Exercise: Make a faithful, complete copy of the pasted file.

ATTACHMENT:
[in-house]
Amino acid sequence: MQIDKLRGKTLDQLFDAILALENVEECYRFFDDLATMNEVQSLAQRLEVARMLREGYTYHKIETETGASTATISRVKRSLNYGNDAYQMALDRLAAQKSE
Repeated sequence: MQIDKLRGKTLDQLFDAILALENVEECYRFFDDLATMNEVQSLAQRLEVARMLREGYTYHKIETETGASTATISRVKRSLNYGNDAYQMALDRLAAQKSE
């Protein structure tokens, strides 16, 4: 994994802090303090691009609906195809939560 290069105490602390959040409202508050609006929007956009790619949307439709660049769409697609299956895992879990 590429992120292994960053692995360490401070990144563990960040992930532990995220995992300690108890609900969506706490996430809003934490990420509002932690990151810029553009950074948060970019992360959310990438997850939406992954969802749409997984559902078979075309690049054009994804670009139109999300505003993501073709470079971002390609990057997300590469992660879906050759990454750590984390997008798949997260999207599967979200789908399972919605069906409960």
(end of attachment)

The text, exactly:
[in-house]
Amino acid sequence: MQIDKLRGKTLDQLFDAILALENVEECYRFFDDLATMNEVQSLAQRLEVARMLREGYTYHKIETETGASTATISRVKRSLNYGNDAYQMALDRLAAQKSE
Repeated sequence: MQIDKLRGKTLDQLFDAILALENVEECYRFFDDLATMNEVQSLAQRLEVARMLREGYTYHKIETETGASTATISRVKRSLNYGNDAYQMALDRLAAQKSE
């Protein structure tokens, strides 16, 4: 994994802090303090691009609906195809939560 290069105490602390959040409202508050609006929007956009790619949307439709660049769409697609299956895992879990 590429992120292994960053692995360490401070990144563990960040992930532990995220995992300690108890609900969506706490996430809003934490990420509002932690990151810029553009950074948060970019992360959310990438997850939406992954969802749409997984559902078979075309690049054009994804670009139109999300505003993501073709470079971002390609990057997300590469992660879906050759990454750590984390997008798949997260999207599967979200789908399972919605069906409960």